Imagine, if you will, a 1981 Doctor Who Convention in Chicago - groups of people gathered around with the movers and shakers behind the British cult hit. Producer John Nathan-Turner, wearing his deliberately tacky Hawaiian shirts; Sarah Sutton, charming many men present (including a 13 year old me); and Peter Davison, being just affable and swell. Imagine that, at this convention, the premiere of Earthshock...and the total coolness of what happened in the story: the end of the first episode, where an old enemy declares, "Destroy them! Destroy them at once!" to episode two's clever use of past episodes, to the death of a companion in episode four. We were blessed with a gift - Doctor Who, for once, taking its storytelling seriously.
Now, thanks to BBC Video, you can catch Doctor Who: Earthshock in all of its glory on DVD. Of course, now we know this is the first appearance of the Cybermen in seven years (looking a lot more menacing than the silver-painted-wetsuit versin), and that boy genius Adric is the companion who "buys it", dying in an explosion that (thanks to modern evidence) killed off the dinosaurs, paving the way for man's evolution. This is also a story that seems influenced by Alan Moore's work: pulling on then-radical theory, reflecting a more contemporary science-fiction influence (giving us an Alien-esque beginning), ingrating a more cinematic approach (as the documentary Putting the Shock in Earthshock states, there are more than 300 camera shots in this story), and reflecting a more "mature" approach to Doctor Who. It is the only time in the show's history where the final episode ended with silent credits. (There is much debate over this move - after the death of a companion, even Adric, charging off with the theme would seem...even more inappropriate). It's one of a handful of truly great stories during Peter Davison's turn as the fifth Doctor, along with Kinda, Caves of Androzani, and...well, you fill in number 3. (And no, I won't grant you The Five Doctors - it is somewhat over-the-top, but what anniversary program isn't?)
It's a story that gains from its historical context - now, in the era of Internet spoilers and hipper-than-thou fans (and you know who you are), we would learn that the Cybermen were the main antagonist and have public celebrations of Adric's death. (Compare this to JNT's efforts to block off the public gallery at BBC studios, as well as turning down a Radio Times cover to avoid spoiling the shocking surprises). It's also a story that, thanks to the performances, always hits the right pitches. (I'll grant you - Beryl Reid may have been slightly miscast, but even she manages to pull off a good performance). Even the relatively low-budget effects seem rather appropriate (although the DVD does have a CGI option, which helps...but not much). Also, it's a story that is high on action, low on plot...but, in a way, given the context of that first Davison season, it was what was needed.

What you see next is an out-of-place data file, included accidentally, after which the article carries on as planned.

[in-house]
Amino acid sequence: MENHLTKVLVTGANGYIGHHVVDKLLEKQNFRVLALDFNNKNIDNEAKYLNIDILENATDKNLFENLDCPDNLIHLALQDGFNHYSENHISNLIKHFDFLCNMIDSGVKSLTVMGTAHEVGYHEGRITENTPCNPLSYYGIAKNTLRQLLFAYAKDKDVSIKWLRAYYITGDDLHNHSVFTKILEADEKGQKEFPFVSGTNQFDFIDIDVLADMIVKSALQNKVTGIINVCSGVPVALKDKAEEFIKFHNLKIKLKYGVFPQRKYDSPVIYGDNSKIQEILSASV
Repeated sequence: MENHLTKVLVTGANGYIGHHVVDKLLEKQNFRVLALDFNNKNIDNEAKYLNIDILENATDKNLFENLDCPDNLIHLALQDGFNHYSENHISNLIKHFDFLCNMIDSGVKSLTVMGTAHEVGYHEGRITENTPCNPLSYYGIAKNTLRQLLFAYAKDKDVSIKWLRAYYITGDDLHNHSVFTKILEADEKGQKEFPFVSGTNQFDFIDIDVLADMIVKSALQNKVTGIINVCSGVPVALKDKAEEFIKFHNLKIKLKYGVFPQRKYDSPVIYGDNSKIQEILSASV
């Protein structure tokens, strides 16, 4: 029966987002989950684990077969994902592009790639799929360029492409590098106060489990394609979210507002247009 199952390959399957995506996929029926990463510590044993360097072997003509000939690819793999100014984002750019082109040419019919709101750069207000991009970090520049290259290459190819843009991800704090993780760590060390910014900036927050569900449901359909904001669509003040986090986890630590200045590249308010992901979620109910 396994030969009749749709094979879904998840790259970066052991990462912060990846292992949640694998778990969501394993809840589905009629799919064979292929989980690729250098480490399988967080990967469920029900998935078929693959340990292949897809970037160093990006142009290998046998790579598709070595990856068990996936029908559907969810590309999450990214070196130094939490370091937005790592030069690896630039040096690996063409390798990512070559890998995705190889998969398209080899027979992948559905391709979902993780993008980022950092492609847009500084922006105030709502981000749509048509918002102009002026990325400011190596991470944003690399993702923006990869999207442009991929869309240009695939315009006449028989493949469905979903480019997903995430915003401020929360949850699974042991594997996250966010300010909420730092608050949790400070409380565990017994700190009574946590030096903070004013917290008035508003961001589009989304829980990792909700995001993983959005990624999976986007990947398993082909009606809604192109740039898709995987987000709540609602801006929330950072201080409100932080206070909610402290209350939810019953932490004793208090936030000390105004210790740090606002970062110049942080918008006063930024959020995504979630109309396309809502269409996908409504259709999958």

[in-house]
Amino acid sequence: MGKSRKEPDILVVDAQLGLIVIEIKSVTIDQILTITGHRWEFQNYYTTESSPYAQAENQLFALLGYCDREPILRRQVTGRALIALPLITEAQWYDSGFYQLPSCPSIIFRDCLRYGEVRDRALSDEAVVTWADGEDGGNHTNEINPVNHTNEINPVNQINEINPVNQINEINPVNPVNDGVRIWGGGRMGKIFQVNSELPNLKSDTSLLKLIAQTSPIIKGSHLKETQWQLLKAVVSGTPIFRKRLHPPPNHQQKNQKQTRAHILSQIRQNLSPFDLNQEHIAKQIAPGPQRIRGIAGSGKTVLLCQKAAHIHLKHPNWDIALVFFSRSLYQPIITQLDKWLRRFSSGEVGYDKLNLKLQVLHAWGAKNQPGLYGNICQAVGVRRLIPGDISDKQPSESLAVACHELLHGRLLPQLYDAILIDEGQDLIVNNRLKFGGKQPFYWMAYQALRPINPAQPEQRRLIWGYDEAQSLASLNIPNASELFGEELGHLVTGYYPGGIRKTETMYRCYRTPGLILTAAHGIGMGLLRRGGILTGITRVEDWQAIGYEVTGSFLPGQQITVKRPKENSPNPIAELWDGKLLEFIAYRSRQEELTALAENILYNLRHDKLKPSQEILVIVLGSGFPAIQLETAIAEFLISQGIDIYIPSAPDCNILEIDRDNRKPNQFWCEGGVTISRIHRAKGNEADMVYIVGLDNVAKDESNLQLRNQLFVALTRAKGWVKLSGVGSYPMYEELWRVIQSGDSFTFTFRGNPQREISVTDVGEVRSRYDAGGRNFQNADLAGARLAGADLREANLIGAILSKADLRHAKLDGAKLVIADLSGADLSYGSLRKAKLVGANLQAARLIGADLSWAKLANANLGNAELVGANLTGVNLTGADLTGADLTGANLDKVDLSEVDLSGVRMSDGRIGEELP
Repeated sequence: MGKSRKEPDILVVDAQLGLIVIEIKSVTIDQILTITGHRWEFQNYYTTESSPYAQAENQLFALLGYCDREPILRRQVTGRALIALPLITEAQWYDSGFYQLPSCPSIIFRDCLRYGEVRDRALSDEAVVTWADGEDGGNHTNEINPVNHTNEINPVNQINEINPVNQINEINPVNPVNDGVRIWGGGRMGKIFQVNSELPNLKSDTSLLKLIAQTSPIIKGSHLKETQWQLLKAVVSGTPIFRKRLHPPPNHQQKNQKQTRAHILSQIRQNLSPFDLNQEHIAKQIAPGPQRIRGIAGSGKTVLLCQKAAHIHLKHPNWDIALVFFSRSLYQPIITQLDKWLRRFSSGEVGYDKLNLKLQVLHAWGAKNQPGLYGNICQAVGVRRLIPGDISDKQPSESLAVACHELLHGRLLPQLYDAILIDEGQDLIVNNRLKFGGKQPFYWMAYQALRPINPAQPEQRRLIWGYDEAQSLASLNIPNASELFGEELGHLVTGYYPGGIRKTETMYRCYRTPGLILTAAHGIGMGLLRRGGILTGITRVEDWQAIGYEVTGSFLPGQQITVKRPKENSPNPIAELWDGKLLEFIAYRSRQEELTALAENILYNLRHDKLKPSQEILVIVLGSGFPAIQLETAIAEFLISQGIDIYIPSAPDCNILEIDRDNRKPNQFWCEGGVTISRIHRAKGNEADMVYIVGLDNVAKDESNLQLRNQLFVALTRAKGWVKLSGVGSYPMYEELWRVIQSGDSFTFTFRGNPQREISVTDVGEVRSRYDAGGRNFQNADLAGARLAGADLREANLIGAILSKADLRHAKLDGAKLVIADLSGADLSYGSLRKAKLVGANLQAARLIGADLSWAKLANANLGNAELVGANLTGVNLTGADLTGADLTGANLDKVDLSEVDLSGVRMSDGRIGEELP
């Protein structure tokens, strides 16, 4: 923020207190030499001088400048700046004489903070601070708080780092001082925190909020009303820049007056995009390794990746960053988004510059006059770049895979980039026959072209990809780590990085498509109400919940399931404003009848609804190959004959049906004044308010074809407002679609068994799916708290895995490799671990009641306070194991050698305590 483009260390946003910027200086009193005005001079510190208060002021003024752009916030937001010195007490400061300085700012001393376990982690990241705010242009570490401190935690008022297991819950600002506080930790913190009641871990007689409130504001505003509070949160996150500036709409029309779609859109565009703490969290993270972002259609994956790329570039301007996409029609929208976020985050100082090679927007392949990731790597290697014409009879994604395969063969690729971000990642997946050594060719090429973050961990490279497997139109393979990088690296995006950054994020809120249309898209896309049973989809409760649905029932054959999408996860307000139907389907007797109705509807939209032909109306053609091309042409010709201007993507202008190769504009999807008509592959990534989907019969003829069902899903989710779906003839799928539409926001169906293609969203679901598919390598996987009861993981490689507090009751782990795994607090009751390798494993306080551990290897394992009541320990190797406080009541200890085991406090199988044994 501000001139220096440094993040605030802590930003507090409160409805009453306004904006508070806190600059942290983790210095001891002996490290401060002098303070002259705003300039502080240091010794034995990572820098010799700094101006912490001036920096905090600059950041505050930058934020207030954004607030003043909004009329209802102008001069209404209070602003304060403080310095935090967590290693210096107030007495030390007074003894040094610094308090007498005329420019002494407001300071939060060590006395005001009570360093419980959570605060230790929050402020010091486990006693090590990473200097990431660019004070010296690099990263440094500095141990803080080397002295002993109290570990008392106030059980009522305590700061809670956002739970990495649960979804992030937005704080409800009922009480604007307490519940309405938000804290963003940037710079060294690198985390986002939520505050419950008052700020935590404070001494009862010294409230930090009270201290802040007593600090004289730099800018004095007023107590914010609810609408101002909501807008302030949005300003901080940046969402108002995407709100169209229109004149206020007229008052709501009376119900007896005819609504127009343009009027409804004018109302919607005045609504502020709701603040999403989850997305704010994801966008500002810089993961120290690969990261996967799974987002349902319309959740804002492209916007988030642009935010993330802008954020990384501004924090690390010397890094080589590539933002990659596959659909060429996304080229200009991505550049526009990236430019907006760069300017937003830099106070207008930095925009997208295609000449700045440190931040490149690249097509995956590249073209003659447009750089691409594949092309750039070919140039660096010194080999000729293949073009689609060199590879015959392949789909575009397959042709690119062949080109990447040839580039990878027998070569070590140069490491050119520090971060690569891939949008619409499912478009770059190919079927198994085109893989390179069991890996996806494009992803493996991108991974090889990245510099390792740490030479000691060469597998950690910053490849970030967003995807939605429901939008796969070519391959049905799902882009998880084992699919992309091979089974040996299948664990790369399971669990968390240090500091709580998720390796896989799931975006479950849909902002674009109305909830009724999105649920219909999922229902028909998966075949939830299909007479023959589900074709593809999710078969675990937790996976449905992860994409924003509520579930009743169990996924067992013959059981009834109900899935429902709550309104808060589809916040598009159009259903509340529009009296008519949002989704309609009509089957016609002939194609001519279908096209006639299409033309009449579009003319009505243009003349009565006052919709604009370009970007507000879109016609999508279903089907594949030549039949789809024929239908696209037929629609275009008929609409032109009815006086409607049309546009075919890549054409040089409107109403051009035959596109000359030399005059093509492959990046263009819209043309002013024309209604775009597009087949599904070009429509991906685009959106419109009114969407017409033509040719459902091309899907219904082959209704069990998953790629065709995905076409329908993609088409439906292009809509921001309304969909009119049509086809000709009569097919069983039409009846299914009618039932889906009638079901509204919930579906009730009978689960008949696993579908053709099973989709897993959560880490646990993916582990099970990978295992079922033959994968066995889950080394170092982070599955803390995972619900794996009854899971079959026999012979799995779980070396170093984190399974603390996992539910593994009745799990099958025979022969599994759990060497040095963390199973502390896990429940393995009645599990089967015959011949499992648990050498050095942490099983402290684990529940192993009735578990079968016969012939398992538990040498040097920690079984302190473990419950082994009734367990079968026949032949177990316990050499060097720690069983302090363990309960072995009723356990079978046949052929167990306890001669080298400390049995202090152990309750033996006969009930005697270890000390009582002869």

It is also a sign of things to come in Doctor Who, and that isn't meant as a compliment. Gradually, during Davison's tenure the show began relying more on traditional/familiar monsters and characters. (Contrasted with a focus on new writers, this was bound to end up in a relatively messy procedure). It was contained elements that Eric Saward would repeat in his other DW stories. Instead of becoming a foundation from which to build the program, it became almost a story template - mix in one old enemy with one celebrity-guest star with a minimal plot, and enjoy! It is one of the better stories in DW, and yes, it's become fashionable to criticize...but it's a straighforward yarn, meant strictly to entertain and keep you on the edge of your seat, much like traditional Doctor Who.
One of the best Christmas gifts I received this year...and a gift well worth sharing.